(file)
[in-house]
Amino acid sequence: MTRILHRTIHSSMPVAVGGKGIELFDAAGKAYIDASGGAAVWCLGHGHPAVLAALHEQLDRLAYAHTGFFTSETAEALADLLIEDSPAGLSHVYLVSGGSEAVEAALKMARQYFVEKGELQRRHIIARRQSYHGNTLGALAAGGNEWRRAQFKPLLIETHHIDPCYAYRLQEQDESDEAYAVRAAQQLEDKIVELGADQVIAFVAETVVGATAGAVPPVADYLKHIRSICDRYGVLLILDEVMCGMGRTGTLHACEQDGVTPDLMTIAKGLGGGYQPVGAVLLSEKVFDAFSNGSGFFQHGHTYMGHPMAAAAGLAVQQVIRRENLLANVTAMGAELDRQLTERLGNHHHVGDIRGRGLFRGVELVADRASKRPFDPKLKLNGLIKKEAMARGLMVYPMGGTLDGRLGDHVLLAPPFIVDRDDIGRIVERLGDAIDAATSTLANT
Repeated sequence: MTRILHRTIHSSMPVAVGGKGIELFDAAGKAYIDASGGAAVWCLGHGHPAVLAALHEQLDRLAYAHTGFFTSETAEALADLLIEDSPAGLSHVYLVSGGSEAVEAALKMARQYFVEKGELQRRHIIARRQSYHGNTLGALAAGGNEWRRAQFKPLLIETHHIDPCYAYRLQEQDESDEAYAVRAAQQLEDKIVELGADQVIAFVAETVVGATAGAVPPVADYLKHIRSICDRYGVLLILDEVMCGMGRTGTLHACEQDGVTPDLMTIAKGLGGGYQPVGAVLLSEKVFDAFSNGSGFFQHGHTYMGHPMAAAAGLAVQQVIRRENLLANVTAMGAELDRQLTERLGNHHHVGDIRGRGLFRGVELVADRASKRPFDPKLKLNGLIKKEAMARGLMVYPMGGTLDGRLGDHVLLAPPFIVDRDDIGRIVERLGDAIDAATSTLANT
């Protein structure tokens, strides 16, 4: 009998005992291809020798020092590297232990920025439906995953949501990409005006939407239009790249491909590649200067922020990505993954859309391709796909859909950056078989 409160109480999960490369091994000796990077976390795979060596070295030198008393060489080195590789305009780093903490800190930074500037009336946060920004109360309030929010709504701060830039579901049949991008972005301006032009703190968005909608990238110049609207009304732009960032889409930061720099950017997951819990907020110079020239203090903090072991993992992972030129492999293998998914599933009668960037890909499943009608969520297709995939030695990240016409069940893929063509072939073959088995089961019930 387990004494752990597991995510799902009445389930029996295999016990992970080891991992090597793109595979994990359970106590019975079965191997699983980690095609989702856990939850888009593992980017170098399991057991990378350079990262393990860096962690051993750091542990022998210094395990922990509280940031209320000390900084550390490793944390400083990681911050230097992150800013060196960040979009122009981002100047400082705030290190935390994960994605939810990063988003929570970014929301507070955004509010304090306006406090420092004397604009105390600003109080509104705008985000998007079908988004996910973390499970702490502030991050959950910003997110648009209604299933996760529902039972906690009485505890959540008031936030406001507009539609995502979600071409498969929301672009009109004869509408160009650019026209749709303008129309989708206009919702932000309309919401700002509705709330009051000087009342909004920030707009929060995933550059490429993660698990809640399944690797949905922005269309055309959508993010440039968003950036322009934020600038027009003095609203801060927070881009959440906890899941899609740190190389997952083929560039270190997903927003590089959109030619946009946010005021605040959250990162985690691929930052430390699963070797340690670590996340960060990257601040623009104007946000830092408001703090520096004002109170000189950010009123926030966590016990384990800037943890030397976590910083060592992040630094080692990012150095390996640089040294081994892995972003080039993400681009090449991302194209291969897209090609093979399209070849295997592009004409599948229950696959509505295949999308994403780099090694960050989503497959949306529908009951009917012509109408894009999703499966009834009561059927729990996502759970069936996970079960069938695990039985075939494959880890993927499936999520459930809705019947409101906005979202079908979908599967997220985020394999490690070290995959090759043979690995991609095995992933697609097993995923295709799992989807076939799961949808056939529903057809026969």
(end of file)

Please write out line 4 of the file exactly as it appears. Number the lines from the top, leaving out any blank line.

């Protein structure tokens, strides 16, 4: 009998005992291809020798020092590297232990920025439906995953949501990409005006939407239009790249491909590649200067922020990505993954859309391709796909859909950056078989 409160109480999960490369091994000796990077976390795979060596070295030198008393060489080195590789305009780093903490800190930074500037009336946060920004109360309030929010709504701060830039579901049949991008972005301006032009703190968005909608990238110049609207009304732009960032889409930061720099950017997951819990907020110079020239203090903090072991993992992972030129492999293998998914599933009668960037890909499943009608969520297709995939030695990240016409069940893929063509072939073959088995089961019930 387990004494752990597991995510799902009445389930029996295999016990992970080891991992090597793109595979994990359970106590019975079965191997699983980690095609989702856990939850888009593992980017170098399991057991990378350079990262393990860096962690051993750091542990022998210094395990922990509280940031209320000390900084550390490793944390400083990681911050230097992150800013060196960040979009122009981002100047400082705030290190935390994960994605939810990063988003929570970014929301507070955004509010304090306006406090420092004397604009105390600003109080509104705008985000998007079908988004996910973390499970702490502030991050959950910003997110648009209604299933996760529902039972906690009485505890959540008031936030406001507009539609995502979600071409498969929301672009009109004869509408160009650019026209749709303008129309989708206009919702932000309309919401700002509705709330009051000087009342909004920030707009929060995933550059490429993660698990809640399944690797949905922005269309055309959508993010440039968003950036322009934020600038027009003095609203801060927070881009959440906890899941899609740190190389997952083929560039270190997903927003590089959109030619946009946010005021605040959250990162985690691929930052430390699963070797340690670590996340960060990257601040623009104007946000830092408001703090520096004002109170000189950010009123926030966590016990384990800037943890030397976590910083060592992040630094080692990012150095390996640089040294081994892995972003080039993400681009090449991302194209291969897209090609093979399209070849295997592009004409599948229950696959509505295949999308994403780099090694960050989503497959949306529908009951009917012509109408894009999703499966009834009561059927729990996502759970069936996970079960069938695990039985075939494959880890993927499936999520459930809705019947409101906005979202079908979908599967997220985020394999490690070290995959090759043979690995991609095995992933697609097993995923295709799992989807076939799961949808056939529903057809026969």